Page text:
I’ve been a fan of Shanghai Tang since first visiting Hong Kong well over a decade ago. For someone such as myself with a strong interest in Asian culture and design Shanghai Tang’s mix of Chinese design sensibilities and high quality products really got me excited. Yet herein lies the conundrum for Shanghai Tang. Their products are appealing to non-Chinese who are captured by the orientalism of the designs yet Chinese consumers themselves are not interested. While Shanghai Tang does strong sales in Hong Kong with its large expat community and thriving international tourist shopping centers, it doesn’t fair so well in Mainland China, where any fashion brand wanting to succeed must go after the Chinese crowd, not the foreigners.
As covered previously in the post on Shanghai Tang’s Beijing Fashion Show last year – the brand was founded by Savvy Hong Kong Entrepreneur David Tang and then sold to luxury brand conglomerate Richemont in 1998. Since then Shanghai Tang has faced an uphill battle in defining itself as a Chinese fashion and luxury brand. Following the ‘copy first, be creative later’ philosophy that permeates China’s adoption of new things, Chinese still prefer European or American fashion sensibilities and shy away from Chinese inspired designs and motifs.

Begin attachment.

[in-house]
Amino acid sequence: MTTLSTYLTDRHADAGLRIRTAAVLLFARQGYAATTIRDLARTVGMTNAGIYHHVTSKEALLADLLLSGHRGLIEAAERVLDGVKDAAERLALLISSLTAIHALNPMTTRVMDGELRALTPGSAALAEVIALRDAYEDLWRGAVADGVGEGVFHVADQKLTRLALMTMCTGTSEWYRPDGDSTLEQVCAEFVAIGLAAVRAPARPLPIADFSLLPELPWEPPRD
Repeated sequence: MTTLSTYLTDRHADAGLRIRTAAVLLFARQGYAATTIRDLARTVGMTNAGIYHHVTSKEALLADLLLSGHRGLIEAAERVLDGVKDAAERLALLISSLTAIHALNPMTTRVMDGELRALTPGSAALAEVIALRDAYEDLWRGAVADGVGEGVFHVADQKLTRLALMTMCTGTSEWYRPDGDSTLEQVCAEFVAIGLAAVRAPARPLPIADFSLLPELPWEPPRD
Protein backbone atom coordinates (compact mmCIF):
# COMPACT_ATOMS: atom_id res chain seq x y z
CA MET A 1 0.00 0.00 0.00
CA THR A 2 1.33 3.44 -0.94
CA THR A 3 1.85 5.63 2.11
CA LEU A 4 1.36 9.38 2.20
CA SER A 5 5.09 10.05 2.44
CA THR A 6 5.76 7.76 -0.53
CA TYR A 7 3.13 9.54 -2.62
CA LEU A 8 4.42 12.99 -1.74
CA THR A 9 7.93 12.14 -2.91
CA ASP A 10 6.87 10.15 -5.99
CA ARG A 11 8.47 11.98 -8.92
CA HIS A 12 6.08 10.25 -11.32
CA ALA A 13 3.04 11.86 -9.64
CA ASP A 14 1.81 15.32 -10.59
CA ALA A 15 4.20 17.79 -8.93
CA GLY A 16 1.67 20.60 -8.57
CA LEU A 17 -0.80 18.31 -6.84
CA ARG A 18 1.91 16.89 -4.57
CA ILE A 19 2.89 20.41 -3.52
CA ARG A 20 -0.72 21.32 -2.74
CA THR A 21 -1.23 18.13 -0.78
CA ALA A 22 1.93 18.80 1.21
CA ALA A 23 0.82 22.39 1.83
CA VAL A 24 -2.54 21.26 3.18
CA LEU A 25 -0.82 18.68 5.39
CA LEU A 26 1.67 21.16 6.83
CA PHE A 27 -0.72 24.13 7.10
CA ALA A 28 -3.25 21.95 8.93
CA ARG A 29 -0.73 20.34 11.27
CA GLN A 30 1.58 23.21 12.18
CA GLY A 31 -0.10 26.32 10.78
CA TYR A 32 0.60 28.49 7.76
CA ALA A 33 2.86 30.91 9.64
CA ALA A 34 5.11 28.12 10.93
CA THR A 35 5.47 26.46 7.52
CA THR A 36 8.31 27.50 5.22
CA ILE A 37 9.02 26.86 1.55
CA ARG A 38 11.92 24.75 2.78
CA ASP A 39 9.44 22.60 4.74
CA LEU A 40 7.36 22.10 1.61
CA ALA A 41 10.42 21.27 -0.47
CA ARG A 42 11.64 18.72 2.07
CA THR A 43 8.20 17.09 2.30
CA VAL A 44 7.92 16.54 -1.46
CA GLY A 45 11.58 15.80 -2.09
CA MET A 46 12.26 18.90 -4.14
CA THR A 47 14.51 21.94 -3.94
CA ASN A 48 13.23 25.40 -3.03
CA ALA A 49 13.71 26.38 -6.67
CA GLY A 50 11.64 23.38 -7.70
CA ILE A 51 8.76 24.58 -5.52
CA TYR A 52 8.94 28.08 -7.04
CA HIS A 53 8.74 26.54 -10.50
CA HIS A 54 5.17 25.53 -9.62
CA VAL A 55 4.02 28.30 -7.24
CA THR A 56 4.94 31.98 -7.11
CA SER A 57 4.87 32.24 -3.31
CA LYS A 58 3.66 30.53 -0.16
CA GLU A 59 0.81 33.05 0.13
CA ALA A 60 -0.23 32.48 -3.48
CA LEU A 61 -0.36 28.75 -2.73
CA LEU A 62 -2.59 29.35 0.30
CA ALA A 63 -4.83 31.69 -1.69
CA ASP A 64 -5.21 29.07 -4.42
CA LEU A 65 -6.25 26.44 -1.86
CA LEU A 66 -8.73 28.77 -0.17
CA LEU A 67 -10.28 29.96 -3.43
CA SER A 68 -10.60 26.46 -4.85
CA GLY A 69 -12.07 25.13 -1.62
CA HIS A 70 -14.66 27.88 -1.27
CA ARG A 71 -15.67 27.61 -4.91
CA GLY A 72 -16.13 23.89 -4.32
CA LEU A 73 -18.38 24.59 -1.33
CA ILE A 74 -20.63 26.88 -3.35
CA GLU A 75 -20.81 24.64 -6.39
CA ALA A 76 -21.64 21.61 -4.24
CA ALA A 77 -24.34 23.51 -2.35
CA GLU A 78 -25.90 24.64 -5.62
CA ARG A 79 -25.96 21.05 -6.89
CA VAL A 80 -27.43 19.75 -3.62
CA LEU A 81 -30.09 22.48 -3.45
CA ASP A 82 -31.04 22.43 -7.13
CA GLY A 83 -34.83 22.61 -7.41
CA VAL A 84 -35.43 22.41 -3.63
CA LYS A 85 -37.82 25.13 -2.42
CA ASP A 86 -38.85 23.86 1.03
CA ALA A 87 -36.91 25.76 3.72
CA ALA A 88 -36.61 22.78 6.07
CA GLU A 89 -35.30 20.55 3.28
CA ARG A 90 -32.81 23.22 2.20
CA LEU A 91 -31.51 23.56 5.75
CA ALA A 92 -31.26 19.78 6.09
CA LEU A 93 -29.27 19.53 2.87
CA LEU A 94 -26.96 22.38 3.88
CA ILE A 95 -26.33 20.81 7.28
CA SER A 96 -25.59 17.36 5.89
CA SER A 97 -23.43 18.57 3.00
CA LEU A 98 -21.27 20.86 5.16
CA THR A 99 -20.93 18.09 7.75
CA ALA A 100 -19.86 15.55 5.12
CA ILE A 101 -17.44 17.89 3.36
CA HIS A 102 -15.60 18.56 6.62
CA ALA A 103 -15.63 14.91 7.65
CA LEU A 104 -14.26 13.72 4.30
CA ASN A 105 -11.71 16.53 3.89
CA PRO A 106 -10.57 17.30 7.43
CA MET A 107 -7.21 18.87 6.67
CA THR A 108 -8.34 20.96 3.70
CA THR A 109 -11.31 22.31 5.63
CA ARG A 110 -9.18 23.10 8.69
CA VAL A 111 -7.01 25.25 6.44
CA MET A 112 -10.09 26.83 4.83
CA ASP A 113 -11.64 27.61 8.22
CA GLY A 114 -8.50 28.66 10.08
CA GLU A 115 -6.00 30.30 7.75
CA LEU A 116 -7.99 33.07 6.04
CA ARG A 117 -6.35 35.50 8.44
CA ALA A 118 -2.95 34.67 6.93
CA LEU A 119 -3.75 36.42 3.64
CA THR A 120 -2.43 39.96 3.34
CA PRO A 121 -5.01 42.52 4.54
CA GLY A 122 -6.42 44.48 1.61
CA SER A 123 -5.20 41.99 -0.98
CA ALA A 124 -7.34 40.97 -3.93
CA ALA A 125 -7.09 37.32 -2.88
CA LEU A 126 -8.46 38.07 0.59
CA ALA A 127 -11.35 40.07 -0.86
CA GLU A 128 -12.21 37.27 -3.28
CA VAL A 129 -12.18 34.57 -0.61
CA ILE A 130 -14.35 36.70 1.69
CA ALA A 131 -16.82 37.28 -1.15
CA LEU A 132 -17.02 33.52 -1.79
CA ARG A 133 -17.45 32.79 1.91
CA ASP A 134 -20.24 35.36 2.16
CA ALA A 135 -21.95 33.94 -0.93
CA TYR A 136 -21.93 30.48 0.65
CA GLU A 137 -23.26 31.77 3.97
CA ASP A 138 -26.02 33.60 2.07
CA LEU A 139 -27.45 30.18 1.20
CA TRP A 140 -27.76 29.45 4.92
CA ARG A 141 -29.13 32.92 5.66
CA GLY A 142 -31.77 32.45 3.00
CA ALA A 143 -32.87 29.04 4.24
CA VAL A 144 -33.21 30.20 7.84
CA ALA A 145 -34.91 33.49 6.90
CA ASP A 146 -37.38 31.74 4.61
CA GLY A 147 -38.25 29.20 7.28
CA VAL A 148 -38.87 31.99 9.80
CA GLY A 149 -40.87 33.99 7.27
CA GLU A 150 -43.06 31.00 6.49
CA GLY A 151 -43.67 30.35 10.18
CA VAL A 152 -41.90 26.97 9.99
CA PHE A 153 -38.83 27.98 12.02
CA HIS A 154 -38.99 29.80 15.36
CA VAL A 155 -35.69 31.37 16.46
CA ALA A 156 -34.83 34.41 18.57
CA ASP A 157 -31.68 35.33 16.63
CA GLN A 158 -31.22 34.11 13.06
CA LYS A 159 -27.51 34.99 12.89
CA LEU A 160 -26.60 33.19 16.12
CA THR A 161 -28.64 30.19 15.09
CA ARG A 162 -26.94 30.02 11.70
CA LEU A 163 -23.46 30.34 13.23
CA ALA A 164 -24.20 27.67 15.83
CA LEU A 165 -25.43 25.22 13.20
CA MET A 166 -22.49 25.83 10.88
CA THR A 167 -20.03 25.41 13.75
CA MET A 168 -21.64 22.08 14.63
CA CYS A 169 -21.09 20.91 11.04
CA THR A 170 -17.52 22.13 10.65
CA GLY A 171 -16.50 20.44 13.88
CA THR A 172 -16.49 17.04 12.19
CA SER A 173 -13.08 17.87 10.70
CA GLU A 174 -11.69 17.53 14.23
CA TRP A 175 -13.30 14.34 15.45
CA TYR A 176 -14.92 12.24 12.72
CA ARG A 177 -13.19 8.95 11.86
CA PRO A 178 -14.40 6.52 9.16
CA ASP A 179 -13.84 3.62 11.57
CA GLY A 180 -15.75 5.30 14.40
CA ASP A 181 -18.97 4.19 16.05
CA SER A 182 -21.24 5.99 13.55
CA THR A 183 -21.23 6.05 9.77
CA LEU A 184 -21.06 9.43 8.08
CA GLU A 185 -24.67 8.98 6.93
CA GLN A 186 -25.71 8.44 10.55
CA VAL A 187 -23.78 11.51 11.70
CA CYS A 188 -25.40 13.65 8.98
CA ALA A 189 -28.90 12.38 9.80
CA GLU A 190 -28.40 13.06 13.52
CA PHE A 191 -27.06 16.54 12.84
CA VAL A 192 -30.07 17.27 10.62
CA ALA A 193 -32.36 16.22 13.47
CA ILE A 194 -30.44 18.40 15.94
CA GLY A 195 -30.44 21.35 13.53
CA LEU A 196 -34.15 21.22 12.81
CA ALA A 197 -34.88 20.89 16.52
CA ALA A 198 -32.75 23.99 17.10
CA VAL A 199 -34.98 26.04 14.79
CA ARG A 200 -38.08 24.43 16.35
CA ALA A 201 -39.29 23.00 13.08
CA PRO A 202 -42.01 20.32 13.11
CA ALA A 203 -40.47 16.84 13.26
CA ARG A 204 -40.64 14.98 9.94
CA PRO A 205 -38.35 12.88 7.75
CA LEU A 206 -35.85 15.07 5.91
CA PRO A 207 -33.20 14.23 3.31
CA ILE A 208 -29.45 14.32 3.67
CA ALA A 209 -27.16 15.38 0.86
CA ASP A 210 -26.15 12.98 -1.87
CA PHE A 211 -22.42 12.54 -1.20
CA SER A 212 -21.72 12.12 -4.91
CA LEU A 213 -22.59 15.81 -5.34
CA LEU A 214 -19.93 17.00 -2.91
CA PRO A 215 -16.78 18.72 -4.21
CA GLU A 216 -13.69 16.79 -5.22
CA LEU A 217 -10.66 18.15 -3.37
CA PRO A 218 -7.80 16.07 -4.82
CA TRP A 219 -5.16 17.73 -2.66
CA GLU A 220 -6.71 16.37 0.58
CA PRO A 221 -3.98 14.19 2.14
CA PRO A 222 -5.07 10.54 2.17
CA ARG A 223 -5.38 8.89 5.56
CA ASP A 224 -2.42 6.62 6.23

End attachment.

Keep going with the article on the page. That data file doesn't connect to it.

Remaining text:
Shanghai Tang are aware of this and have been trying to shed the label of ‘fancy souvenir brand’ by improving their product offerings and becoming more relevant and adoptable for Chinese. Their last campaign was photographed around Beijing by famed Chinese fashion photographer Chen Man and the collection maintains Chinese characteristics without resorting to printing Chinese characters and imperial emblems on the clothes.
To my sadness, Shanghai Tang was recently evicted from its Flagship Store Location in Central Hong Kong’s Pedder Building after losing a bidding war with Abercrombie & Fitch for the space. The Pedder Building is a heritage building with beautiful yesteryear architecture nestled amongst the skyscrapers that define modern day Hong Kong. The Pedder Building was a perfect fit for Shanghai Tangs charming aesthetic and it’s a pity they have been moved on.
To Shanghai Tang’s great credit, for the interim they have capitalized on their eviction and gone nomadic in true style by setting up camp on top of Pier 4 of Hong Kong’s harbor. To facilitate this Shanghai Tang commissioned the building of multiple Mongolian Gers (tents) to create a luxury pop up village featuring special products created especially for the project.
From the Shanghai Tang Website:
The Shanghai Tang Mongolian Village is a winter wonderland that evokes Mongolia’s spectacular landscape and traditional nomadic lifestyle. A series of authentic, beautiful Mongolian Ger tents have been perched on the rooftop of Central Pier 4 at the harbour front with sweeping views over Hong Kong’s skyline….. The Shanghai Tang Mongolian Village will offer the new, limited edition Mongolian Collection as festive gift choices, as well as other signature Shanghai Tang products.
The Mongolian Village is open 11am to 7pm everyday from now until December 31.